By SETH J. FRANTZMAN
For more than a year Turkey’s ruling President Recep Tayyip Erdogan has been looking to re-write the country’s constitution and cement the AKP’s grip on power. Yet the more he reaches, the more it seems he is unable to get to that goal. In the June, 2015 elections the HDP, a mostly Kurdish party, took ten percent of the vote, which gave it seats in the parliament of Turkey, a major victory for a minority party. These elections, like the ones before it have been a contest between the muscular AKP, which blends mild Islamism with populism and it’s supposed economic bonafides, against a mish-mash of opposition parties that have little in common. On one side if the CHP, the old nationalist Kemalist party of secularism, what Erdogan would call the “deep state” party. On the other side has been the HDP or other incarnations of it, which is a Kurdish party. And then there is a radical extreme nationalist right, the MHP.
When we look back at 2002 when the AKP first came to power, it took 10 million votes and 363 seats in the parliament and 35% of the vote. In 2007 it got 16 million votes but only 341 seats in parliament with 46% of the vote. The MHP got 14% of the votes. In the 2011 elections AKP got 21 million votes, some 327 seats and 49% of the vote. The CHP got 11 million votes and 25%. In these elections the various Kurdish coalition parties received around 3 percent of the vote and never crossed the threshold.
Now comes June 2015 when the AKP gets only 18 million votes and only 258 seats in the parliament (out of 550 in parliament). The CHP gets it normal 11 million votes, the MHP around 7.5 million, but the big winner is the HDP that garners 6 million votes and 13% of the electorate. This defeat came despite years of intimidation of the opposition, mass arrests of police officers, military officers and attacks on the press and judiciary, all of which Erdogan and his Prime Minister Ahmet Davutoglu blamed for being part of a conspiracy against the AKP. For them the “deep state” which was conspiring against them not only consisted of the army, and various other organs, but also conspiracies of international money, Jews and Armenians. In conversation the AKP might seem more pragmatic, but in speeches it was demagoguing the issues.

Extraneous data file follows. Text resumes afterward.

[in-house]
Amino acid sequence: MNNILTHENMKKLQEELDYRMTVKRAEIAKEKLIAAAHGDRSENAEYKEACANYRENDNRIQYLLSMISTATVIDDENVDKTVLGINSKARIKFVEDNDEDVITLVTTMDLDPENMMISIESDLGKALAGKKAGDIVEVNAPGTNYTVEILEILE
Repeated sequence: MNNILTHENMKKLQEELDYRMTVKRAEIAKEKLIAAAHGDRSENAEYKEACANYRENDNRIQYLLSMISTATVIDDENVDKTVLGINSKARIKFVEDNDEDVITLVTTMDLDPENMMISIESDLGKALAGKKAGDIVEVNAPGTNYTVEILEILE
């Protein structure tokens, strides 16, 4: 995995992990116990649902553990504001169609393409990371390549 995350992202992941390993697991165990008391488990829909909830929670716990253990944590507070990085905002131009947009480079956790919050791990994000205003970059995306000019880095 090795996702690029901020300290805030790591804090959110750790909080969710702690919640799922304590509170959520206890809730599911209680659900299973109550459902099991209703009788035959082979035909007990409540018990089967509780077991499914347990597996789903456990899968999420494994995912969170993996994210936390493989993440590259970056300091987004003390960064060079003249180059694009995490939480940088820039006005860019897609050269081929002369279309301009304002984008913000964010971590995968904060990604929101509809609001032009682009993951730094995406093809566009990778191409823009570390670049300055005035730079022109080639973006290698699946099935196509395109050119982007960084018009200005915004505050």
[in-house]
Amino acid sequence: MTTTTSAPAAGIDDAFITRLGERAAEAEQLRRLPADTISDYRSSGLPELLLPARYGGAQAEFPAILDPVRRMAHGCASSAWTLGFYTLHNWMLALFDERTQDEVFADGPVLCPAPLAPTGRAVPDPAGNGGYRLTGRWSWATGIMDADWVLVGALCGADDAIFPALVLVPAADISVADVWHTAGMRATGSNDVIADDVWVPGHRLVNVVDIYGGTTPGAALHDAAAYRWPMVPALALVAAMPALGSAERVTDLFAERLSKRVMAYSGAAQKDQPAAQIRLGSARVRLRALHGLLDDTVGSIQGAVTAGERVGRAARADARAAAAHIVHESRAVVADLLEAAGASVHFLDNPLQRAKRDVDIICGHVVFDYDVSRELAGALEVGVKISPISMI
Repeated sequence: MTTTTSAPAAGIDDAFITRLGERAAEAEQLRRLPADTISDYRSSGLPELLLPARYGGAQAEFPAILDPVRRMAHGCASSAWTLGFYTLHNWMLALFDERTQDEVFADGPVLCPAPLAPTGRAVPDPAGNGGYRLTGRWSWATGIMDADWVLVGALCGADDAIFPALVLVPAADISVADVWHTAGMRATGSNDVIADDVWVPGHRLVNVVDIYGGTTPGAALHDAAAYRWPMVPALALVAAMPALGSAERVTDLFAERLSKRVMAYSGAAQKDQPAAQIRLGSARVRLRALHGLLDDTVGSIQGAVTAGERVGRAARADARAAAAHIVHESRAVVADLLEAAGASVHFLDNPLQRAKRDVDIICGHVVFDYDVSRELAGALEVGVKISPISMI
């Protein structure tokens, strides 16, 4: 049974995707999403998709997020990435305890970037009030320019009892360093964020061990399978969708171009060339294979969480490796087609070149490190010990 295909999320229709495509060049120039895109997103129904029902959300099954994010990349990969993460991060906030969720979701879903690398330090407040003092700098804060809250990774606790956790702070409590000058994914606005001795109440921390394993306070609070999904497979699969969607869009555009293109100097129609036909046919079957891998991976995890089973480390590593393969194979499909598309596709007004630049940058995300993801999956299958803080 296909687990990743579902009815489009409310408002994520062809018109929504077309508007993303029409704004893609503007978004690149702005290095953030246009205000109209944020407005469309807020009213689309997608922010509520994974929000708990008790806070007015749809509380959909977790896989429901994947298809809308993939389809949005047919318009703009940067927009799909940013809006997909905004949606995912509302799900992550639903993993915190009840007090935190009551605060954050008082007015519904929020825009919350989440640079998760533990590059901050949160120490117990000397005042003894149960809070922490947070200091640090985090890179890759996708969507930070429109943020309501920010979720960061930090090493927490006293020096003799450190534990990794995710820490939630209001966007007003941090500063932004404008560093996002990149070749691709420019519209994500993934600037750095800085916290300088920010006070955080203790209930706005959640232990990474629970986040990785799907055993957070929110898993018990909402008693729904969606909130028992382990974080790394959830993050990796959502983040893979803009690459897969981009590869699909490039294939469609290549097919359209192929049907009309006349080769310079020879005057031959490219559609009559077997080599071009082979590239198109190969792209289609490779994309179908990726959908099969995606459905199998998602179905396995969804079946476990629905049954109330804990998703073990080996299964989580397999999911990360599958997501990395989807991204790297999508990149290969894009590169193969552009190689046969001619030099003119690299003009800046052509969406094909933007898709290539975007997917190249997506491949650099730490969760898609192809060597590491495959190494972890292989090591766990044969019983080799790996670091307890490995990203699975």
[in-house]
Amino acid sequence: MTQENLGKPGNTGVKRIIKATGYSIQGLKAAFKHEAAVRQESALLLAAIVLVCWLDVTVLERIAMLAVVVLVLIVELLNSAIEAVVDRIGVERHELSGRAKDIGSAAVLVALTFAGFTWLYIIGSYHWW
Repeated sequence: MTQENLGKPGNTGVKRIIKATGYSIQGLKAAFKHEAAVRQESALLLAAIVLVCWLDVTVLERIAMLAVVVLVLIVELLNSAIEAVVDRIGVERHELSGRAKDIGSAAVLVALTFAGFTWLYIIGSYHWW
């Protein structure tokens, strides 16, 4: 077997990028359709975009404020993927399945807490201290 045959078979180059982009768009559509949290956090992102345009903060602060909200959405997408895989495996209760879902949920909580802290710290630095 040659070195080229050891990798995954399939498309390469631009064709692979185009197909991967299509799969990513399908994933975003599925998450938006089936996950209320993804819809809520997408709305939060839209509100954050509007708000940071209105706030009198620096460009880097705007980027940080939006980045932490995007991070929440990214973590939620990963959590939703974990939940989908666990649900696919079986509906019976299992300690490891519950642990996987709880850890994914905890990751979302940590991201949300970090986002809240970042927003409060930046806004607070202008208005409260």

The failure of the June 2015 elections to bring a major majority, which had actually brought a defeat, meant Erdogan had to find another way to get an election. In July, with a bombing in Kobane and killings of several Turkish security personnel, Erdogan had his war. He claimed to be attacking ISIS, but in fact launched a major crackdown on the Kurdish PKK. Riots and killings followed. Unrest and terror attacks.
The November election was supposed to go Erdogan’s way. The concept was that with the HDP’s Kurdish supporters bludgeoned and angry they wouldn’t turnout at the polls. But now it seems the AKP has brought in 49% of the vote, with around 23 million votes. The CHP has got its usual 11 million and 25%, the MHP has fallen to 5.5 million and the HDP has fallen to 5 million. But it seems the HDP will just barely get by the 10% threshold. That means Erdogan has failed. Erdogan would need two-thirds of the parliament to re-write the constitution. But the AKP will have 316 seats. That won’t work.
The fact is not much changes in Turkey over the years when it comes to elections. The coastal regions, where once was a large Greek-speaking minority, votes for the Kemalist secular CHP, the “old guard.” The Kurdish regions votes for the Kurds. A few districts here and there in the south go for the MHP. The CHP has been unable to articulate a real challenge. The AKP’s luster of being “new” has long ago worn off. It is still intimidating its opponents with attacks on opposition newspapers or thuggish attacks on opposition parties. It even shut down newspapers connected to the Gulen movement on the eve of elections. But the Turkish people don’t move much. The only thing the AKP can do is get out a few more votes in its own districts, or drag a few votes from the MHP perhaps.
Erdogan will now have to find the next stage in the ongoing revolution. This may mean meddling more in the Syrian war or attacking the Kurdish YPG. His war on the PKK is not going anywhere, but it hasn’t achieved what he set out to. With the HDP still in the parliament, he wasn’t able to neutralize the Kurdish voice in Turkish politics. Perhaps more elections will be on the way.